Uber safe alternative for spring break


Christopher Zacherl

A student demonstrates the dangers of drinking and driving.

Gloria Heredia, Contributor

Some students plan to use Uber during the week of spring break festivities since they plan on drinking.

Uber Technologies Inc. is an American multinational online taxi dispatch company that began in California in 2009 and started up in El Paso in June 2014.

According to a report conducted by Mothers Against Drunk Driving, alcohol-related crashes have decreased in California by 60 accidents per month.  However, so far this year in El Paso, 21 individuals have been arrested for driving while intoxicated.

Every day in the United States, an average of 30 people die in car accidents that involve intoxicated drivers. That’s one death every 51 minutes. The annual cost of alcohol-related crashes each year totals to more $59 billion, according to the Centers for Disease Control and Prevention.

Sergeant for the El Paso Police Department, Roberto Gomez, has been in law enforcement for 19 years and said drunk driving has always been a challenge for the department due to how frequent those cases are.

Gomez said that it is important to find alternate means of transportation when drinking.

“I think that anytime a person decides to use an alternative mean of transportation while they’ve been drinking is a good thing,” Gomez said. “Whether it is a taxicab, a designated driver or Uber, anything that prevents a drunk person, or an impaired person from getting behind the wheel is definitely a good thing.”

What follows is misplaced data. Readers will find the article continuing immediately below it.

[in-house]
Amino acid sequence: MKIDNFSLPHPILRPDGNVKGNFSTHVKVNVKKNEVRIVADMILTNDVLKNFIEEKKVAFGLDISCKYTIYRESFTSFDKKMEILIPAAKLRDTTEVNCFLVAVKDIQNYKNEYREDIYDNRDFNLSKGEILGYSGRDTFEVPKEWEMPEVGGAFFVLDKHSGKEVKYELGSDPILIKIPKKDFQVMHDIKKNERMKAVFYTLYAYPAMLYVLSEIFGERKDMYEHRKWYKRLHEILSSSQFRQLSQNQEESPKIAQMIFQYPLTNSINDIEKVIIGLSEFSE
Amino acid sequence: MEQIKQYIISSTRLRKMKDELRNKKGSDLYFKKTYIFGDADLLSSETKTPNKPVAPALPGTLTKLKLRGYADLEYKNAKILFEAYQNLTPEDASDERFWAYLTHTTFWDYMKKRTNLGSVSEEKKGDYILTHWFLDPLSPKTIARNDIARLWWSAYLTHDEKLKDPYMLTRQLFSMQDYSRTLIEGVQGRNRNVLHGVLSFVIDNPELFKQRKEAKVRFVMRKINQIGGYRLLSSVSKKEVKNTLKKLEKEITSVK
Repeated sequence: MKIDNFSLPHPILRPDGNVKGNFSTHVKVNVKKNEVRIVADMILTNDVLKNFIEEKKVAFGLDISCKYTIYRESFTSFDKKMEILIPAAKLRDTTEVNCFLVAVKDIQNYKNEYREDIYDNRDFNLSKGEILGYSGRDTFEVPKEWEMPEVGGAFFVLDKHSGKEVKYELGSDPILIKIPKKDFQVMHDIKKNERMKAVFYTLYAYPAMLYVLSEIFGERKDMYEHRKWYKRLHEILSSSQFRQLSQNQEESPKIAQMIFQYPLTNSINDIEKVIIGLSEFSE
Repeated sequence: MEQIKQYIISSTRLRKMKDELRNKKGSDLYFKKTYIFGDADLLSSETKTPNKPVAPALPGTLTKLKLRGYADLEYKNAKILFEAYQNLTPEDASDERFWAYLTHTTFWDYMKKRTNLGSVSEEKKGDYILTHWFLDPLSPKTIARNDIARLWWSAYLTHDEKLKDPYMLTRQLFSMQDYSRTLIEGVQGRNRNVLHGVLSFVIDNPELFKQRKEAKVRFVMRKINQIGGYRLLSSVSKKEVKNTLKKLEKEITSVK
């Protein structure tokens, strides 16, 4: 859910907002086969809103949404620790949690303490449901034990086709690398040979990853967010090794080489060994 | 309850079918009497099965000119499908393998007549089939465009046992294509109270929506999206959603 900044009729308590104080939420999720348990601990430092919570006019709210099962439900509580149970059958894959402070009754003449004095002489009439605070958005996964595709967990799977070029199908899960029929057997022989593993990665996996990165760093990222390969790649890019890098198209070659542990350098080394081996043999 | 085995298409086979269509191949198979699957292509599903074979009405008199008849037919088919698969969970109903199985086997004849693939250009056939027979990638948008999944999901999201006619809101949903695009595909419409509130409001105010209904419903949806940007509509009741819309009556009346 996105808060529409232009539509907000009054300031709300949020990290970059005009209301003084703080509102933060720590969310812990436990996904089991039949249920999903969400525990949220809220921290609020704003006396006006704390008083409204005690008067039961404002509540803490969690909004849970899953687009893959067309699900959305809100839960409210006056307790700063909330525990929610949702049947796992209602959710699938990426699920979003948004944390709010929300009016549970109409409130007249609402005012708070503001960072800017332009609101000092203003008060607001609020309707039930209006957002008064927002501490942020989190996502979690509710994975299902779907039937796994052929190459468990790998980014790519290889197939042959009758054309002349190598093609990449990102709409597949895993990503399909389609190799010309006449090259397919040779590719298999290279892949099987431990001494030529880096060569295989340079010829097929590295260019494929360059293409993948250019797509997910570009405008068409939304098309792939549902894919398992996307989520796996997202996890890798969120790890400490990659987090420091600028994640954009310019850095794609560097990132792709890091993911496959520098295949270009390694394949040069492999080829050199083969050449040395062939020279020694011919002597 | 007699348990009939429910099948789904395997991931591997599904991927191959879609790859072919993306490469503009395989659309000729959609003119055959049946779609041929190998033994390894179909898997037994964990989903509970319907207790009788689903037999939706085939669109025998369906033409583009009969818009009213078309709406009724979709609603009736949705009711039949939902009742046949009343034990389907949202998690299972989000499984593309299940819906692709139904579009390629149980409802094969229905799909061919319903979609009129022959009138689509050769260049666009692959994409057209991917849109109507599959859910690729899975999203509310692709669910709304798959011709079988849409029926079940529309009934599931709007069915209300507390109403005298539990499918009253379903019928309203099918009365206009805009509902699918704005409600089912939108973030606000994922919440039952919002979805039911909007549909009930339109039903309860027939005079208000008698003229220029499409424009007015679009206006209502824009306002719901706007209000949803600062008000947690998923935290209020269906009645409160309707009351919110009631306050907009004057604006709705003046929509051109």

Karen, an El Paso Uber driver,  recently started working for the company. She did not want to disclose her last name for security reasons.

Karen said she does encourage students to use Uber,  especially after going out and drinking in order to prevent drunk driving.

“El Paso is probably one of the more reasonable in pricing. It is a $5 flat rate, then they start doing it by mile or by time,” Karen said. “I’ve taken Uber several times, it’s way safer and cheaper than getting in trouble.”

Some students do not feel comfortable using UBER because they are uncomfortable with getting into a car with someone they don’t know.

Junior media advertising major, Anthony Ashley, goes back to some early teachings.

“We teach our kids to not get in cars with strangers, but with Uber we are doing it like every day,” Ashley said. “We are basically going against what we are saying, being hypocrites about not getting in cars with strangers, but we get in cars with strangers either way.”

Sophomore kinesiology major, Joceline Sanchez, said that despite a recent incident in Michigan where an Uber driver is on trial for murdering six people, she thinks it is worth getting in the car with a stranger rather than driving drunk.

“Even if that happened, I would still get an Uber because at the moment you don’t think about how dangerous it could be. I’d rather take one than driving drunk,” Sanchez said.

Gloria Heredia may be reached at [email protected]